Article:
The methodology that guides the Adverts 250 Project sometimes makes it difficult to choose which advertisement to feature on certain days. Each advertisement must have been published 250 years ago that day. If no newspapers were printed in colonial America on any particular date, then the advertisement should come from the most recently published newspaper available anywhere in the colonies. This means that there are days – Thursdays in 2017 (Mondays in 1767) and Sundays in 2017 (Thursdays in 1767) – for choosing among multiple newspapers from colonial America’s largest urban ports, many overflowing with advertisements to the point that they sometimes issued supplements to contain then all.

On other days, however, only one newspaper was published anywhere in the colonies. For Fridays (Mondays in 1767) the project draws from South-Carolina and American General Gazette, on Saturdays (Tuesdays in 1767) from the Georgia Gazette, and on Tuesdays (Saturdays in 1767) from the Providence Gazette.

Note that the Providence Gazette was the only colonial American newspaper published on Saturdays in 1767. Recall that no newspapers were printed on Sundays. That means that on Wednesdays in 2017 (Sundays in 1767), featured advertisements must come from the Providence Gazette. As a result, this methodology privileges the Providence Gazette, a newspaper from a smaller port, over its counterparts in larger and busier cities. The Providence Gazette did not include nearly as many advertisements as the four newspapers printed in Boston, four others in New York, three in Philadelphia, and three in Charleston. This greatly constrains the choices when selecting which advertisements to feature on the Adverts 250 Project.

It does not help that the methodology also asserts that advertisements should not be featured twice, though exceptions can be made to demonstrate significant aspects of marketing practices in eighteenth-century America. Such is the case today. The featured advertisement previously appeared in the Providence Gazette on multiple occasions, sometimes as a single advertisement and other times divided into two parts. The few advertisements in the January 31 issue all appeared in earlier editions.

Examining those advertisements to make that determination yields an interesting revelation: the printers of the Providence Gazette occupied most of the advertising space on the final page. This includes William Goddard. After all, the colophon indicates that the newspaper was “Printed (in the Absence of WILLIAM GODDARD) by SARAH GODDARD, and COMPANY.”

jan-31-providence-gazette
Advertisements inserted by the printers on the final page of the Providence Gazette (January 31, 1767).

This gives that impression that the Providence Gazette may have been struggling to attract advertisers in 1767, unlike its counterparts in other larger port cities. Even the new Pennsylvania Chronicle, promoted in one of the advertisements inserted by the printers of the Providence Gazette in their own publication, ran copious advertisements within its first month. Sarah Goddard and Company made an editorial decision to fill the final page of their newspaper with advertisements, even if they were their own notices. In comparison, other printers in smaller towns opted to print news items almost exclusively and forego similar amounts of advertising. Such decisions merit additional investigation as the Adverts 250 Project continues.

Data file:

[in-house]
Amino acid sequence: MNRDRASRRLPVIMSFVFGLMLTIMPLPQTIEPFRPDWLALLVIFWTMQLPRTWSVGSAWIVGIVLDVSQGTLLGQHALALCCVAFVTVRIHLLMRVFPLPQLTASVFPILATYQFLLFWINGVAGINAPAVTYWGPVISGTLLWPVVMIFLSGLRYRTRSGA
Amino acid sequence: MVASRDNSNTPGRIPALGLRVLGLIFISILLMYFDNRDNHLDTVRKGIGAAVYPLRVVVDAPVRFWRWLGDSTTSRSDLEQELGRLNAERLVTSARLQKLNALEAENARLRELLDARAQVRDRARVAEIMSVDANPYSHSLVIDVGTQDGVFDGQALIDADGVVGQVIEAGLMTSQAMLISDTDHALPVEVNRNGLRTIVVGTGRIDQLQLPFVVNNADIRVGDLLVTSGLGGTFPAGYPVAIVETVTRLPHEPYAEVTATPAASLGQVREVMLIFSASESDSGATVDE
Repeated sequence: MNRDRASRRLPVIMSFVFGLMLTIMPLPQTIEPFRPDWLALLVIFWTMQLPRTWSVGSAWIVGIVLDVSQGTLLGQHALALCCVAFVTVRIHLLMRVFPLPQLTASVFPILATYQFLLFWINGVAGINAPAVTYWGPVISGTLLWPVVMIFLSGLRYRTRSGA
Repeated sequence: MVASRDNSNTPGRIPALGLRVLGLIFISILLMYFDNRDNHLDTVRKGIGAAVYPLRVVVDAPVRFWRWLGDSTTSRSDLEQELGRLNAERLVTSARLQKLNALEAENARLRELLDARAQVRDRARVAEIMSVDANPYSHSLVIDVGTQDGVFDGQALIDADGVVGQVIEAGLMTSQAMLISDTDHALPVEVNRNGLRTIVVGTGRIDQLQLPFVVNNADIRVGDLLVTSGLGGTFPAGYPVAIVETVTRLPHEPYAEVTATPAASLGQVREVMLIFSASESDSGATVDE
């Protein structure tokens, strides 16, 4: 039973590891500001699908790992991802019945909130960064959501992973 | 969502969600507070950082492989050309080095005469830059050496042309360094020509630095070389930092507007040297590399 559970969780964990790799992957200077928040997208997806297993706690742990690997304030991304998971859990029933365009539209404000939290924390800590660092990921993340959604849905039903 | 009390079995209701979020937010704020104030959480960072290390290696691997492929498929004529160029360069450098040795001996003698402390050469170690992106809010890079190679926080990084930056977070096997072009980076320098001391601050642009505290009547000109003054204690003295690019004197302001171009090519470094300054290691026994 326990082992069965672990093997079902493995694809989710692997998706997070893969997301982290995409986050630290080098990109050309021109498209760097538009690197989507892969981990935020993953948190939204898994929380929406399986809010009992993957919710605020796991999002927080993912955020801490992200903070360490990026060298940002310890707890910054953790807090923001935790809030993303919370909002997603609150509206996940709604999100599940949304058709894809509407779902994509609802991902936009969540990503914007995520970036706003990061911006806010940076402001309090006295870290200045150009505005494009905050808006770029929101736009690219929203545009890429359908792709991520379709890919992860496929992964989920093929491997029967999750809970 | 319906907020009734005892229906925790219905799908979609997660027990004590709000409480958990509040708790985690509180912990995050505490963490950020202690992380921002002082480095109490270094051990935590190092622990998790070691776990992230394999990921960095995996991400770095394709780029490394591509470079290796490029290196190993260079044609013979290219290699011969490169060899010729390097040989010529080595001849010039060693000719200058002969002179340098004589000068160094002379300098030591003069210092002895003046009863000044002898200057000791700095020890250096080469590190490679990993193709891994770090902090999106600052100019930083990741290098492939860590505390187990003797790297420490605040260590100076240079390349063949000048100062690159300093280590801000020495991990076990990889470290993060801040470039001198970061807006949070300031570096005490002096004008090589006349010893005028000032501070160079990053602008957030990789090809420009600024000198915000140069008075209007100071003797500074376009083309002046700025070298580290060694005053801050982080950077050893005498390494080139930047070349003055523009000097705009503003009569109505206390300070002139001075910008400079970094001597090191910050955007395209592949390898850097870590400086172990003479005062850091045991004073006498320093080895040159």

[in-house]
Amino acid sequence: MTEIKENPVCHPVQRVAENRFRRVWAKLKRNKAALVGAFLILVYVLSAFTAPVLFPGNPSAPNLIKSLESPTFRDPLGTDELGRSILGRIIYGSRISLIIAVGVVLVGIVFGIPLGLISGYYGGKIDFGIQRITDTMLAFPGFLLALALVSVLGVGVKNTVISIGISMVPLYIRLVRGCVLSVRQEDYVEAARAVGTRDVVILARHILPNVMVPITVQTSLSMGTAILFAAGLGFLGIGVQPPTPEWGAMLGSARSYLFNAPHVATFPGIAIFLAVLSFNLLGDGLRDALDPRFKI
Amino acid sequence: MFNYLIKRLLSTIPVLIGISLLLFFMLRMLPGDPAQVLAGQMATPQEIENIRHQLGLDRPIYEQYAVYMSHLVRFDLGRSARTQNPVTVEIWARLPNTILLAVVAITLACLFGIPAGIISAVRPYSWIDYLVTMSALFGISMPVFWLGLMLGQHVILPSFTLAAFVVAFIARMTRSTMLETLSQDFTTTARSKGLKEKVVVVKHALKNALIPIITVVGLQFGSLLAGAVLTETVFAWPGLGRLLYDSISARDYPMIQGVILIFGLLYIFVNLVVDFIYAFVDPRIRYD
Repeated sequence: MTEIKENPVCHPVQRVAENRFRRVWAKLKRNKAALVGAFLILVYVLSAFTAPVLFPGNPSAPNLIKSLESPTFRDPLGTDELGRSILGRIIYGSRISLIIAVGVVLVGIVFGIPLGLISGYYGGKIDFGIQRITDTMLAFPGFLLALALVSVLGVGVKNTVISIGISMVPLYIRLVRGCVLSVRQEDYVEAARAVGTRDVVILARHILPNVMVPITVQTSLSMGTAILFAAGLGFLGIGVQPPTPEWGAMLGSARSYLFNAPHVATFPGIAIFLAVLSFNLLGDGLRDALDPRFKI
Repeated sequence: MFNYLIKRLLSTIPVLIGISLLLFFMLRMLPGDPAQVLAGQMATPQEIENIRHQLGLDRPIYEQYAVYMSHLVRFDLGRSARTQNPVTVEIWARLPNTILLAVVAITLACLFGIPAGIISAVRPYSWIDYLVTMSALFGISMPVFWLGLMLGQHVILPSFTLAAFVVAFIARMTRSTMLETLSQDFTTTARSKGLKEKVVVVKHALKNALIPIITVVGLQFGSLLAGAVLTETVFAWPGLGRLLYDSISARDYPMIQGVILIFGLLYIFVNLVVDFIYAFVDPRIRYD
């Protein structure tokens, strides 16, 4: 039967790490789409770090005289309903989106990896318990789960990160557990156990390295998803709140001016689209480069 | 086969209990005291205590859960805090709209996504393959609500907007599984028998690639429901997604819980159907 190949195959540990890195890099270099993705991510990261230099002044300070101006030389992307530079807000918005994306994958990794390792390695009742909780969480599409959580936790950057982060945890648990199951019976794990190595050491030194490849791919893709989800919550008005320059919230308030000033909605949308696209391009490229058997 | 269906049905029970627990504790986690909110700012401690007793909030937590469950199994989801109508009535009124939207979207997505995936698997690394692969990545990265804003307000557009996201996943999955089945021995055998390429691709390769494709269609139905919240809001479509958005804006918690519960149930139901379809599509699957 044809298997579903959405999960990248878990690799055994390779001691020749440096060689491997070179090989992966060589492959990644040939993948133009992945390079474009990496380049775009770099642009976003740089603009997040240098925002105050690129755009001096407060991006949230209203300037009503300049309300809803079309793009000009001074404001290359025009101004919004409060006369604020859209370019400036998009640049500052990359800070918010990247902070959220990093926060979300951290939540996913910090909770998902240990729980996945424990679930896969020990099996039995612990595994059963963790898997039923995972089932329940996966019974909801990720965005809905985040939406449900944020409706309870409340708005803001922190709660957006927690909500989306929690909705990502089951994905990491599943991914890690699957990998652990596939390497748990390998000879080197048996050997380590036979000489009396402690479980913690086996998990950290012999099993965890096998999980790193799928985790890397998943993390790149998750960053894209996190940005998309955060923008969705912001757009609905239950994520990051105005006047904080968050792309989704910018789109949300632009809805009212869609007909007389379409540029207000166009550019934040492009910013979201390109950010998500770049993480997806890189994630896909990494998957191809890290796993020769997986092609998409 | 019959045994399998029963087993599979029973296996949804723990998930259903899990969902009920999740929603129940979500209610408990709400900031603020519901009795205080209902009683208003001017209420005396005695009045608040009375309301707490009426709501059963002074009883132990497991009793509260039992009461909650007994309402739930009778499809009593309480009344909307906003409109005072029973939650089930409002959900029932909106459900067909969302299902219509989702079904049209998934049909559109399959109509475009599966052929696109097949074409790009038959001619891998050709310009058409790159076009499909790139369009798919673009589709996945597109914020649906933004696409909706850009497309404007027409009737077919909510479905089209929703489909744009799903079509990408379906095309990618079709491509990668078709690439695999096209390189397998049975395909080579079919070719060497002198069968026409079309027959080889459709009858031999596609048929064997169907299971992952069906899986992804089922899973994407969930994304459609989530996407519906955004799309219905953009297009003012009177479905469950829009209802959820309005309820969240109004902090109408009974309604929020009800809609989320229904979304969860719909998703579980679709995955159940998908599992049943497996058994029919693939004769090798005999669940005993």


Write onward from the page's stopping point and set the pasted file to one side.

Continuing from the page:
December 6

What was advertised in a colonial American newspaper 250 years ago today?

dec-6-1261766-providence-gazette
Providence Gazette (December 6, 1766).

“This Almanack is embellished with the above Cut of the Four Seasons of the Year.”

In colonial America, December was the time for marketing and selling almanacs. Yesterday the Adverts 250 Project featured an advertisement for the New-Hampshire Almanack from the New-Hampshire Gazette. Today’s advertisement for the “true and originalNew-England Almanack, printed by Mary Goddard and Company, appeared in the Providence Gazette.

To spruce up their advertisement, Goddard and Company included a “Cut of the Four Seasons of the Year.” As the only image that appeared in that issue of the Providence Gazette (except for the lion and union that always appeared in the masthead), the woodcut certainly distinguished this advertisement from the others. It did more, however, than entice potential customers by merely previewing the almanac’s contents. It also served as a means of distinguishing the almanac printed by Goddard and Company “from an Almanack under the same Title, published at Boston” that did not incorporate the woodcut.

The PRINTERS” devoted nearly half of their advertisement to a dispute with printers in Boston, claiming that a copy of Benjamin West’s calculations and other contents of the New-England Almanack had been “insidiously obtained, and unhappily sold, after the SOLE PROPERTY justly became ours, by a fair and honorable Purchase.” Goddard and Company stated that they possessed exclusive rights to print and distribute this particular almanac. When they read the newspapers from Boston they were dismayed to discover that competitors also printed it and distributed it to booksellers to sell. To their chagrin, they had supported West’s almanac “at our own Risque, ever since it had a Name, and ay a considerable Expence before it had Credit,” yet other printers now undermined their investment.

Potential customers might purchase the edition printed by Goddard and Company because the woodcut of the seasons was an attractive bonus or because the calculations were accurate and the contents “correctly printed.” If this was not enough to convince prospective readers to choose Goddard and Company’s edition over the other, then purchasers were encouraged to think of their choice in terms of justice. Unlike their competitors, Goddard and Company printed their edition “without the Prostitution of Virtue and Honor.” They encouraged potential customers to simultaneously reward them and deprive the Boston printers of their patronage.